Carb Loading

In an attempt to shoo away another round of cold weather and snow, or at least the frustration that it brings (Barb, after reading your comment, I feel your pain), I fired up the oven for an afternoon of baking. And an afternoon of baking it was.

Carbloading

I’m constantly modifying my bread recipe, and I feel like I’ve found a decent base from which to explore different adaptations.

Today, I started with:

  • 1 1/2 cups warm water
  • 2+ Tablespoons of black strap molasses
  • 2 Teaspoons active dry yeast
  • 1/2 Teaspoon of ground up caraway seeds

Next, I mixed in the following ingredients with the liquid, and whisked/stirred until a consistency of yogurt:

  • 1/2 cup gluten flour
  • 1/2 cup rye flour
  • 1/2 cup whole wheat flour
  • 1/8 cup wheat germ

Then I added:

  • Approx. 3 cups white flour
  • 1/2 Teaspoon salt

The rest is pretty much standard bread-making instructions (knead for 10 minutes, let rise twice, proof before putting in oven that has been preheated to 400ºF, bake for 30-35 minutes or until done — I like to spray the oven with water a couple of times during the baking to give the crust a bit of a crunch).

That was the bread. As you can see, there were a few more things besides the bread. Jane Brody has a good zucchini bread recipe, and the peanut butter cookies, though not as good as Virginia’s grandmother’s recipe (are they ever?), have still been approved for household consumption.*

Carbloading

What can I say? I am a fan of wheat.

*And, as much as I’d like to dive into all this baked goodness, we’re actually going to be feeding a group of people.

Could it be?

How anything survives these Minnesota winters still amazes me. Nevertheless life continues whether we look around and acknowledge it or not. The first bloomer in our yard is the tiny, delicate Hepatica flower.

Hepatica

Not to be outdone, though, Sedum sure makes a statement as its first leaves provide a striking contrast to the grays and browns of the garden beds.

Sedum

Those aren’t the only things emerging from a period of rest. Virginia finished up a pair of socks after a tiny hiatus* of a couple of weeks. (* Hiatus is a relative term, since for me I’d consider it a break once we’ve reached the 6-month mark).

Socks

And, for those of you with keen memories, there might be one or two other socks in the collection made from the same Regia yarn… there are only so many choices out there.

Spring Feeding

Sunday mornings are a favorite around here and it’s become a tradition to break our nightly fast with waffles and fruit. Winter waffles are usually accompanied by frozen fruit turned to sauce. But, as spring approaches so does the desire to have fresh fruit. It’s hard holding out for the local strawberries to be ready (or even the ones we’ve got growing in our yard), so at the coop yesterday I decided to wait no longer.

Strawberry

My waffle recipe has evolved over the years to increase its level of nutrition — more than just flour and milk. It’s a little heartier than some, but not so dense as to make you think of fiber board.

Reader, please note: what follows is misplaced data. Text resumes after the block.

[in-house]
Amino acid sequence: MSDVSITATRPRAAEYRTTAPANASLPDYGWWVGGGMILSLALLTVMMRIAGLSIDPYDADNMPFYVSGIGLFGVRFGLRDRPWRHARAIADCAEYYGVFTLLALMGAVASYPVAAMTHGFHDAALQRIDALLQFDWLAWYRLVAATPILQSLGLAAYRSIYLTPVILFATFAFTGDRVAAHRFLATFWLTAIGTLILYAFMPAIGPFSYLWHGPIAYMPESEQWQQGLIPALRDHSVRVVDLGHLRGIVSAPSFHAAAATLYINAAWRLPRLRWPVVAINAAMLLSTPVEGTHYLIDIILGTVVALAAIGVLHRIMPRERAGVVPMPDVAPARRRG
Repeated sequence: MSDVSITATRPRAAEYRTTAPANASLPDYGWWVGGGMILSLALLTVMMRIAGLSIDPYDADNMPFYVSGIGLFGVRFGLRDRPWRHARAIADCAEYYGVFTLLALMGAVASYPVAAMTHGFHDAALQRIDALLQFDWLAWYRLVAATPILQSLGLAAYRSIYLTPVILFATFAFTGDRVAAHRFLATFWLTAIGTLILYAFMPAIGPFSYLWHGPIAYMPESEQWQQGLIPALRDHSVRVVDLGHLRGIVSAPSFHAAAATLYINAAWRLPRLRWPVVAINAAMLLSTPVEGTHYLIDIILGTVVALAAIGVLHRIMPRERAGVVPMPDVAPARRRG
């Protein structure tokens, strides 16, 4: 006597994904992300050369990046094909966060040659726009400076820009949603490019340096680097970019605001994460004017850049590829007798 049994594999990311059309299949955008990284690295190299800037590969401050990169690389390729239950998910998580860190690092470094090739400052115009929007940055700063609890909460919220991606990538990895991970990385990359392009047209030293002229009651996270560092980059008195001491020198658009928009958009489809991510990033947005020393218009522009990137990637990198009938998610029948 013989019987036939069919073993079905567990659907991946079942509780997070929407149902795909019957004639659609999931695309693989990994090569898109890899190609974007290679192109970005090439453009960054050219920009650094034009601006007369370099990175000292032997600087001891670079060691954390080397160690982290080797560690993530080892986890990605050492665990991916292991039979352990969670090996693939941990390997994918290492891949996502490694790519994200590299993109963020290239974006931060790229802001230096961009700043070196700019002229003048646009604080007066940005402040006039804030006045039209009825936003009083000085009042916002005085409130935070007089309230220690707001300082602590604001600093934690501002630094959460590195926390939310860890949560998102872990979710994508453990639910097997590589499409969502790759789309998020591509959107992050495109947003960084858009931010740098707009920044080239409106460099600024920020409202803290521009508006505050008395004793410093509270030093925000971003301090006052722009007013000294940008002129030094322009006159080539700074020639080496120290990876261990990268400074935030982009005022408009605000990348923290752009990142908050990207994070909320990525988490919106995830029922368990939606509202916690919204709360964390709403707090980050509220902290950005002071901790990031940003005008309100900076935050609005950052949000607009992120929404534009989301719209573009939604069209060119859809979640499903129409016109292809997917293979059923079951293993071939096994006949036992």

Waffle Ingredients

Whisk together:

  • 1 cup soy milk
  • 2 Tablespoons oil
  • 2 egg yolks

Add:

  • 1 cup whole wheat flour
  • 2 Teaspoons baking powder
  • 2 Tablespoons wheat germ (or ground flax seed)

Fold in gently:

  • 2 egg whites (that have been beaten until stiff, but not dry)

The next and last step is the easiest, but requires a cup of coffee and a place to sit down and watch the birds looking for their own version of Sunday breakfast.

Waffles

In Full Swing

The blog may have been down, but that does not mean there weren’t any projects being worked on, finished, and made ready to share.

Plaid Runner

This weaving project is finally finished. It’s about 9 feet long and made from cotton “carpet warp.” It’s the perfect length for the library table sitting in our sun room.

Plaid Runner

Now that Spring has been making an effort to stick around, we can put away the heavy winter blankets and enjoy this first major crochet project from Virginia.

Vcrochets_afghan_01b

It’s one giant granny square made from Jamieson’s Spindrift… so many great colors to choose from, and having 75 rows, there was plenty of opportunity to play with color.

Rising from the Ashes

After what seems like an eternity, the blog is back. Our recent experience with a hacked blog, allowed me to take a look around, make some modifications (improvements?) and forge ahead. For those of you who care to know, SPIN | KNIT was hacked and the code was infiltrated, causing anyone reading it via an RSS feed to have access to any number of links to Web sites of questionable content (is that an understatement?). May that be a lesson to continually be on top of upgrading your blogging software (if you are someone who hosts your own) and stay aware of any potential weaknesses in your directories.

This new blog, ScratchCraft, is going to encompass more of the crafty activities that we partake in (not just spinning and knitting). Unfortunately, I decided not to salvage any of the written content from SPIN | KNIT, for fear of there being some problems/weaknesses with the database. Fortunately, I had backups of all the images, and those past projects can be perused in the “Galleries” page. Titles and descriptions will be added as time permits.

I hope I did not scare anybody off, thinking I was suddenly promoting the sale of certain types of enhancing drugs, insurance and other pastimes. I assure you, I was not. If you did not run off, welcome back! We look forward to continue sharing our projects as we finish them. There will also, I’m sure, be more changes to this site as we tweak and adapt it to suit the nature of our content.

Thank you!